Late Friday night, several people living in Dallas got a rude awakening. All 156 of their tornado sirens went off at once. The sirens themselves aren’t a strange thing for people in Texas to hear — they’re no strangers to storms that frequently spawn tornadoes and other harsh weather.
This time, the sirens stayed on for over an hour and a half before officials were finally able to shut them down. The incident is believed to have been caused by a local hacker or hackers, who were able to infiltrate the system and set it off repeatedly.
For obvious reasons, officials won’t release any information about how the breach occurred. Though they claim to know how it was accomplished and they’re taking measures to prevent it from happening again. That hasn’t stopped the speculations and jokes from running rampant about how hackers pulled off gaming the Dallas emergency sirens. From ancient operating systems to unchanged passwords, and even unbranded, unpatched IoT (internet of things) gadgets.
Phreaks hack Dallas emergency sirens, showcase weak technical infrastructure
There’s even the rumor that the hackers used radio frequencies instead of computer based hacking. Here enters the 90’s style of hacking! It was a common practice of phone hackers or ‘phreakers’ to use tones and frequencies to place free long distance calls and such. That practice has largely fallen out of use with all of our modern technology. But it’s still a viable technique, and with the right equipment, training, and persistence anything is possible.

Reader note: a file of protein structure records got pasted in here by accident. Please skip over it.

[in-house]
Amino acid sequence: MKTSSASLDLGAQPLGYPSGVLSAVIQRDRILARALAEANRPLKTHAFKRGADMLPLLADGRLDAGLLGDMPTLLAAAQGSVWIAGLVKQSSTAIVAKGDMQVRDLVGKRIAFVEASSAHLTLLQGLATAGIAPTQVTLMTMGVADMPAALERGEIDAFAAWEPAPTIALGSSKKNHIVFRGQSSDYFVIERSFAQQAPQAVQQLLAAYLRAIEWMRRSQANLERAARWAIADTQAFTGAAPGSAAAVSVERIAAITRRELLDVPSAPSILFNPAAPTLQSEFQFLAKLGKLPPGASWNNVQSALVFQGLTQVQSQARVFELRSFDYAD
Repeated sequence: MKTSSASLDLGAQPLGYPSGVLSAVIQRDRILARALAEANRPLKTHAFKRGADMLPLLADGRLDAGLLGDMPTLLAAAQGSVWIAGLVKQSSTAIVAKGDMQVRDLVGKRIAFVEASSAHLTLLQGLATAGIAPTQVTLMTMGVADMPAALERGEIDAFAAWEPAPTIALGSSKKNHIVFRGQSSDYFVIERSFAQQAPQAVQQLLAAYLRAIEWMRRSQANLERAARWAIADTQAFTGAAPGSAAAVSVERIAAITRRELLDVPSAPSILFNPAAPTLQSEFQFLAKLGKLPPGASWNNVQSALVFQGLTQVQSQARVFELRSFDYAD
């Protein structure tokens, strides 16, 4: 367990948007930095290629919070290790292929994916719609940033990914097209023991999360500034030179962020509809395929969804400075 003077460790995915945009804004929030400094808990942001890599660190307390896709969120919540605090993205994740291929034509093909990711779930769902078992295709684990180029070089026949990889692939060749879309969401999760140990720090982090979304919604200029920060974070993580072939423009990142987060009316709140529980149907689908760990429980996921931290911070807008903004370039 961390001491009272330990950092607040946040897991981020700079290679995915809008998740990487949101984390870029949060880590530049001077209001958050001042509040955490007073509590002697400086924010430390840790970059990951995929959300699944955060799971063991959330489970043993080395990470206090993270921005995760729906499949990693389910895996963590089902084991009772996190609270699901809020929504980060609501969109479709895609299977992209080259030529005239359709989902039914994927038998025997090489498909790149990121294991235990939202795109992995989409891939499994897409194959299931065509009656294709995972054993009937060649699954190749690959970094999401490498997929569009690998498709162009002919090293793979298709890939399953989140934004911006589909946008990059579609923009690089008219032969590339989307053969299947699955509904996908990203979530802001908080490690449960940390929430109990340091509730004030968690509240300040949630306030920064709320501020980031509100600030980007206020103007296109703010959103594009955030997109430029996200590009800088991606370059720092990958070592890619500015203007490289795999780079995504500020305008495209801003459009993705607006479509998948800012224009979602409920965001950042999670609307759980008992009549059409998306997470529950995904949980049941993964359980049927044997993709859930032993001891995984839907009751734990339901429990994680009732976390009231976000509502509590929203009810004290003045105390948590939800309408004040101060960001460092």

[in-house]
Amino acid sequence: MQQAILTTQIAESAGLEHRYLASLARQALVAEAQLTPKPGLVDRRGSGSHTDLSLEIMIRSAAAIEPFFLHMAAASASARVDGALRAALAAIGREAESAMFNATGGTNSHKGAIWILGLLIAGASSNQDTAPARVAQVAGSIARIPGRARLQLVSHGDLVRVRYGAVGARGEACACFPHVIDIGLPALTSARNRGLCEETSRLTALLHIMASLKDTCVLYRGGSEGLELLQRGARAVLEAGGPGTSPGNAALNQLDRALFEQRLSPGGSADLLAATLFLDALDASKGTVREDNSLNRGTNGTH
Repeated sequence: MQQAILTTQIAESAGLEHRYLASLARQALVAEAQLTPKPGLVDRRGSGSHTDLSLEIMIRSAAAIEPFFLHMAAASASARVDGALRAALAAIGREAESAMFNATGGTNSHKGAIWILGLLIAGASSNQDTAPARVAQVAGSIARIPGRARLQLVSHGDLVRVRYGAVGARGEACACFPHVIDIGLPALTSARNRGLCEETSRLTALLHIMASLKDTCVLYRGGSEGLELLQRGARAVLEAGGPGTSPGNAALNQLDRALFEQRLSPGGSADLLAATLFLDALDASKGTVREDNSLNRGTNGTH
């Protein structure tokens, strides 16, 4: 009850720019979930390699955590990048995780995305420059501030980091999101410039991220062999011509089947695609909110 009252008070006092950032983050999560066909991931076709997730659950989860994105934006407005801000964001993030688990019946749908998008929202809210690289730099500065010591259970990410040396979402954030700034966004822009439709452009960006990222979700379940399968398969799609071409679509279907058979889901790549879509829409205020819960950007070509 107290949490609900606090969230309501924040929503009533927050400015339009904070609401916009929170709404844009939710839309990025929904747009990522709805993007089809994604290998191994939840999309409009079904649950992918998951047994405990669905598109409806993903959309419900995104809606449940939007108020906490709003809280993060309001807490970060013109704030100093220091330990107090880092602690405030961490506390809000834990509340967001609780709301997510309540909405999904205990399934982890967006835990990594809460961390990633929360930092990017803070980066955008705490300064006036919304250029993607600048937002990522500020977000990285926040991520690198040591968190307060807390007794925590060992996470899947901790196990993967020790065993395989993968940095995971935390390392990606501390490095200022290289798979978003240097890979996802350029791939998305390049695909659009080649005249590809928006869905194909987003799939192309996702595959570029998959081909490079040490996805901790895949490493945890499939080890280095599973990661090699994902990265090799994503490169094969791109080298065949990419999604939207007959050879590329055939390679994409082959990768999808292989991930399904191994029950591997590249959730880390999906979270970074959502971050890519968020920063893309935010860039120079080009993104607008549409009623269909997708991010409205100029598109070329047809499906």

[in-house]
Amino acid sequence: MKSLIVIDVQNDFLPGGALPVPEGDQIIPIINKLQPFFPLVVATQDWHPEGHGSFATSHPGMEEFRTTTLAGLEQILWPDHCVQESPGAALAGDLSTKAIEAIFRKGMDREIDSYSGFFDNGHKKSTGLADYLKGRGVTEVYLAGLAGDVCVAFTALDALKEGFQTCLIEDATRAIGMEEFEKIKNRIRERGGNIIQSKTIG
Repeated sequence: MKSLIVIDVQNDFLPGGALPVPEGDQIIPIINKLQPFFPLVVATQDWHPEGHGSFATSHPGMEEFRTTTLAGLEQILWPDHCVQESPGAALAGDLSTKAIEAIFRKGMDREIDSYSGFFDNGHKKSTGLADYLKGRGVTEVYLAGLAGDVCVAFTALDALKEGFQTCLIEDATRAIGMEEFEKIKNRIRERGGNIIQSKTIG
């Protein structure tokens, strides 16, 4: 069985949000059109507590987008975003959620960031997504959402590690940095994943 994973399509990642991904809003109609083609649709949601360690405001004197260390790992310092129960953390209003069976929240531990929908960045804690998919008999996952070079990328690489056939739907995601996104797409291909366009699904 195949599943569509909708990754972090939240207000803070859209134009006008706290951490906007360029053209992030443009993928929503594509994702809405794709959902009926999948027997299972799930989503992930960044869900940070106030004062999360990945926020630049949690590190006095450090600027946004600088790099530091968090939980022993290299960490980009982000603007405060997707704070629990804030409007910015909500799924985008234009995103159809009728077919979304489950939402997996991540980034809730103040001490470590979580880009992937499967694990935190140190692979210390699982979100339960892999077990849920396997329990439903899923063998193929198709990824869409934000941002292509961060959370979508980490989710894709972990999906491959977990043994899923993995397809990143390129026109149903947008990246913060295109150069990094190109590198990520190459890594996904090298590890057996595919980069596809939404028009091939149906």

Ultimately, in the end it doesn’t matter HOW it happened. The fact that it happened at all is the scary part. How many more of our security systems are vulnerable? How many more weaknesses are there in our technical infrastructure that people are just looking for ways to exploit? What kind of damage can determined hackers do to us? Sure, this incident seems like a harmless prank, but it’s still a prank that someone shouldn’t have been able to pull.
Security experts are quick to chide our government for not focusing efforts on a neglected cyberinfrastructure. Some cite the billions being afforded to build a southern border wall. While immigration is a valid issue, hackers aren’t stopped by physical walls. And the damage they can do is very real and much worse in scale.